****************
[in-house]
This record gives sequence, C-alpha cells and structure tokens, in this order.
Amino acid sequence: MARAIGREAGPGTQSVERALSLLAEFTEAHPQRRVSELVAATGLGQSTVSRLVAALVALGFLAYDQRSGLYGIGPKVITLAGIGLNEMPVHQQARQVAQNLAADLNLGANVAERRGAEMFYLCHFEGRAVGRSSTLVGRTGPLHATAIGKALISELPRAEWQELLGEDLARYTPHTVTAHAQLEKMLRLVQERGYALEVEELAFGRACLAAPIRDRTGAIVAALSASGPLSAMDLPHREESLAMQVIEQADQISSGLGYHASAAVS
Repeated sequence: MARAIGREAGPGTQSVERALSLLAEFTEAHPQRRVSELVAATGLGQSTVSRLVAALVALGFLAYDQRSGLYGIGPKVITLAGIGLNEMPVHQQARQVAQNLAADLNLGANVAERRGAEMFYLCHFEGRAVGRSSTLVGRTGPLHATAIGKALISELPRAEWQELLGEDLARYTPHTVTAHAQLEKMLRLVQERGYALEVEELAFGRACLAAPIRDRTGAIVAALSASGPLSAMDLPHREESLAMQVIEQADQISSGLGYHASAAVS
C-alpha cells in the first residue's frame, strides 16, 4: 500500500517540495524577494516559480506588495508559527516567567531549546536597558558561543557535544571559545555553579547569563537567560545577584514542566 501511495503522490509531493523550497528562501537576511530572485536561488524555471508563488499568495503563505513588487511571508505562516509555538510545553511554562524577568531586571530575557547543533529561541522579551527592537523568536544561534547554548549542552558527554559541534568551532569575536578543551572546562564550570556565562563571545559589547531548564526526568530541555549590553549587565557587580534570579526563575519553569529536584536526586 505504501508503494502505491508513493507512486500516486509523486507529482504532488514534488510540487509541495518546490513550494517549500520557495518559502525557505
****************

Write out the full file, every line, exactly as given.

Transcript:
[in-house]
This record gives sequence, C-alpha cells and structure tokens, in this order.
Amino acid sequence: MARAIGREAGPGTQSVERALSLLAEFTEAHPQRRVSELVAATGLGQSTVSRLVAALVALGFLAYDQRSGLYGIGPKVITLAGIGLNEMPVHQQARQVAQNLAADLNLGANVAERRGAEMFYLCHFEGRAVGRSSTLVGRTGPLHATAIGKALISELPRAEWQELLGEDLARYTPHTVTAHAQLEKMLRLVQERGYALEVEELAFGRACLAAPIRDRTGAIVAALSASGPLSAMDLPHREESLAMQVIEQADQISSGLGYHASAAVS
Repeated sequence: MARAIGREAGPGTQSVERALSLLAEFTEAHPQRRVSELVAATGLGQSTVSRLVAALVALGFLAYDQRSGLYGIGPKVITLAGIGLNEMPVHQQARQVAQNLAADLNLGANVAERRGAEMFYLCHFEGRAVGRSSTLVGRTGPLHATAIGKALISELPRAEWQELLGEDLARYTPHTVTAHAQLEKMLRLVQERGYALEVEELAFGRACLAAPIRDRTGAIVAALSASGPLSAMDLPHREESLAMQVIEQADQISSGLGYHASAAVS
C-alpha cells in the first residue's frame, strides 16, 4: 500500500517540495524577494516559480506588495508559527516567567531549546536597558558561543557535544571559545555553579547569563537567560545577584514542566 501511495503522490509531493523550497528562501537576511530572485536561488524555471508563488499568495503563505513588487511571508505562516509555538510545553511554562524577568531586571530575557547543533529561541522579551527592537523568536544561534547554548549542552558527554559541534568551532569575536578543551572546562564550570556565562563571545559589547531548564526526568530541555549590553549587565557587580534570579526563575519553569529536584536526586 505504501508503494502505491508513493507512486500516486509523486507529482504532488514534488510540487509541495518546490513550494517549500520557495518559502525557505